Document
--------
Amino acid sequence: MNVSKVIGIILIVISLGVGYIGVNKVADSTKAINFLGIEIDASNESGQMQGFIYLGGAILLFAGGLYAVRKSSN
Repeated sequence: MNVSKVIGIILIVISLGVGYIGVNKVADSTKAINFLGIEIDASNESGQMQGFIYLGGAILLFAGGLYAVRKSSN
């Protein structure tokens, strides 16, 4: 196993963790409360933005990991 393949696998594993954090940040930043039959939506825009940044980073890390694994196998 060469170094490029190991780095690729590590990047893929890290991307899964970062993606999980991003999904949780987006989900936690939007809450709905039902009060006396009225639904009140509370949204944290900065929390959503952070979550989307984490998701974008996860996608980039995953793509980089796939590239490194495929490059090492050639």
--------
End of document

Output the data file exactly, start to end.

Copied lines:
Amino acid sequence: MNVSKVIGIILIVISLGVGYIGVNKVADSTKAINFLGIEIDASNESGQMQGFIYLGGAILLFAGGLYAVRKSSN
Repeated sequence: MNVSKVIGIILIVISLGVGYIGVNKVADSTKAINFLGIEIDASNESGQMQGFIYLGGAILLFAGGLYAVRKSSN
């Protein structure tokens, strides 16, 4: 196993963790409360933005990991 393949696998594993954090940040930043039959939506825009940044980073890390694994196998 060469170094490029190991780095690729590590990047893929890290991307899964970062993606999980991003999904949780987006989900936690939007809450709905039902009060006396009225639904009140509370949204944290900065929390959503952070979550989307984490998701974008996860996608980039995953793509980089796939590239490194495929490059090492050639």